National Center for Research Resources, National Institutes of Health
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Download Entire Issue (PDF): 1.2MB Winter/Spring 2008  •  Vol. XXXII, No. 1



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  • Science Advances

More Than Skin Deep

Research Briefs

News from NCRR

Science Advances

More Than Skin Deep

Scientists discover ways to generate embryonic stem cells from skin tissue.
By Lamont Williams

Take skin cells, tweak them a bit, and they can become heart cells for a patient with chronic heart disease or insulin-producing cells for a patient with diabetes. Such cell-based therapies in which stem cells give rise to specific types of cells to repair damaged cells or tissues, also referred to as regenerative medicine, are still in the future. But two recent studies conducted by groups based at NCRR-funded National Primate Research Centers (NPRCs) are helping to pave the way toward custom-made cells and tissues for patients.

“The field of regenerative medicine is an extremely important one,” says John Harding, NCRR’s director of primate resources. “It is potentially the way we are going to cure some diseases that are not curable by any other means at present. The advances at the Oregon and Wisconsin NPRCs will significantly accelerate this area of research.”

Shoukhrat Mitalipov

Shoukhrat Mitalipov and his colleagues at the Oregon National Primate Research Center (NPRC) have generated embryonic stem cells from rhesus macaque skin cells using somatic cell nuclear transfer. Research at NCRR-funded NPRCs has played an important role in the field of regenerative medicine. Photo by Michael McDermott.

The two recent breakthroughs rely on the fact that nearly every cell in the human body contains the full set of genes required for making every type of cell. During development, a fertilized egg develops into an embryo, which contains embryonic stem cells. These cells turn different sets of genes off while leaving others on, giving rise to heart, brain, skin, or other specialized cells in the body. In most cases, the specialized cells retain the full complement of genes even though not all of these genes are functional.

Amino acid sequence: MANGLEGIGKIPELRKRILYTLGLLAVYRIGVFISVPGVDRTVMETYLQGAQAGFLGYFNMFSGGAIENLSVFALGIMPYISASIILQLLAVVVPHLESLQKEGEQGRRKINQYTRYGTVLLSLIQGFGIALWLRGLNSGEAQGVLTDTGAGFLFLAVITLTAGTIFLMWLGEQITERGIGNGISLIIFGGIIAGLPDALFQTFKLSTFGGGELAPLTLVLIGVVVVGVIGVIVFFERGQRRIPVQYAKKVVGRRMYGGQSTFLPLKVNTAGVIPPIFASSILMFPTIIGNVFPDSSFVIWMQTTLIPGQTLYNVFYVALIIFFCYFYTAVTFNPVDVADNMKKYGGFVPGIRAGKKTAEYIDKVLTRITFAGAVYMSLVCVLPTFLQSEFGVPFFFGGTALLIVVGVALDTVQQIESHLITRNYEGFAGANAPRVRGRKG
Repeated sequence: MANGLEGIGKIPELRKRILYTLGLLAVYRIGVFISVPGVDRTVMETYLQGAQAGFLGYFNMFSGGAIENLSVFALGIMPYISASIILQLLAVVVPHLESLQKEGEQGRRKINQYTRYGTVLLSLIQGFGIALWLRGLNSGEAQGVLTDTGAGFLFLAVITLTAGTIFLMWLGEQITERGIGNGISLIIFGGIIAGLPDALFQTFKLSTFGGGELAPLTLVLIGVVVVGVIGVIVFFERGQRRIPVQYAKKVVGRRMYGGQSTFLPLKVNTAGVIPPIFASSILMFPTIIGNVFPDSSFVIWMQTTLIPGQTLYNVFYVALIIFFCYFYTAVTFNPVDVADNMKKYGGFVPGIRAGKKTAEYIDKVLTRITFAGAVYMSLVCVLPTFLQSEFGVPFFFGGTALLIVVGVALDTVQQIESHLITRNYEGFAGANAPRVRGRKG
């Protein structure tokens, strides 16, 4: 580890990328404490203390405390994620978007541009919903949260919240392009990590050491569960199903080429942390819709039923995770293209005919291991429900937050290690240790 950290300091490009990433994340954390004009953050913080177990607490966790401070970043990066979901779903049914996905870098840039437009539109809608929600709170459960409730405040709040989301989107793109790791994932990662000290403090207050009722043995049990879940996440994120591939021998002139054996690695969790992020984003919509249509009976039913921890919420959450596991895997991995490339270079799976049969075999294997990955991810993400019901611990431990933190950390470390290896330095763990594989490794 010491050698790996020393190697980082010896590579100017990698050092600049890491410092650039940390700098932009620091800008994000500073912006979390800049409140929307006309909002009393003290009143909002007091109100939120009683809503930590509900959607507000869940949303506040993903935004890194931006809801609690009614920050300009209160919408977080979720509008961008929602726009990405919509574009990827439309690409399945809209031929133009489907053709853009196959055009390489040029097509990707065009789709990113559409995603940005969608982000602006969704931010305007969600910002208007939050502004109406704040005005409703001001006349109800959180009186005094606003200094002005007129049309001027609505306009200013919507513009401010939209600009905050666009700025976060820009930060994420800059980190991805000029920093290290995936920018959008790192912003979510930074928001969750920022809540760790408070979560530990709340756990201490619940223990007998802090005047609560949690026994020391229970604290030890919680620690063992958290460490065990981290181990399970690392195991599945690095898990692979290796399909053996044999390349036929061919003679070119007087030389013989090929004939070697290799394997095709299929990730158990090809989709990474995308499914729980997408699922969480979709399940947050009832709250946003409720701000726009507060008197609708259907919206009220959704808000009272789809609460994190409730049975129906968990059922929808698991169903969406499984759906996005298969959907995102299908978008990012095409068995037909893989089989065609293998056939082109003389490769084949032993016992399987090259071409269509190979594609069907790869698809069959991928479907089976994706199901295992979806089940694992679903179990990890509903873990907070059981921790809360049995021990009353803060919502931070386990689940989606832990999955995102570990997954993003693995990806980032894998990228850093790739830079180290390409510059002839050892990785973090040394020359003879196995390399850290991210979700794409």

Researchers at the Oregon NPRC essentially persuaded one type of specialized cell—a skin cell—to revert back to its embryonic stem cell status. The method used, called somatic cell nuclear transfer, involved obtaining an egg cell of a female rhesus macaque (Macaca mulatta) and removing its nucleus.The researchers then transferred the nucleus of a skin cell from another adult macaque into the enucleated egg cell. The transfer allowed the egg cell to mature into an embryo containing embryonic stem cells, mimicking normal development. By providing or removing certain chemical signals, the researchers prompted the stem cells to develop into nerve, heart, liver, pancreatic, and other cells.

This process could potentially be used to take skin cells from a patient suffering from disease and, using the process of somatic cell nuclear transfer, produce cells that will replace those damaged by disease. Because the replacement cells would originate from the patient, there would not be the risk of the cells being rejected by the patient’s immune system. “Consider a patient with Parkinson’s disease,” says Shoukhrat Mitalipov, co-director of the Assisted Reproductive Technologies and Embryonic Stem Cell Core Laboratory at the Oregon NPRC in Beaverton, who leads the research. “In this person, there is a certain type of neuron that has been damaged, producing the patient’s symptoms. This new technique may one day be used to create new neurons that can be placed into the patient to cure the condition.”

Although federally funded researchers can only use this technique in animal models because it involves living eggs, such studies could provide important insights into the eventual success of cell-based therapies in humans. “Moving forward, the primate centers will be extremely valuable for regenerative medicine,” says James Thomson, a professor at the University of Wisconsin School of Medicine and Public Health. “In this field, you need a model that is long lived like the primate to follow these diseases, which tend to be diseases of old age.”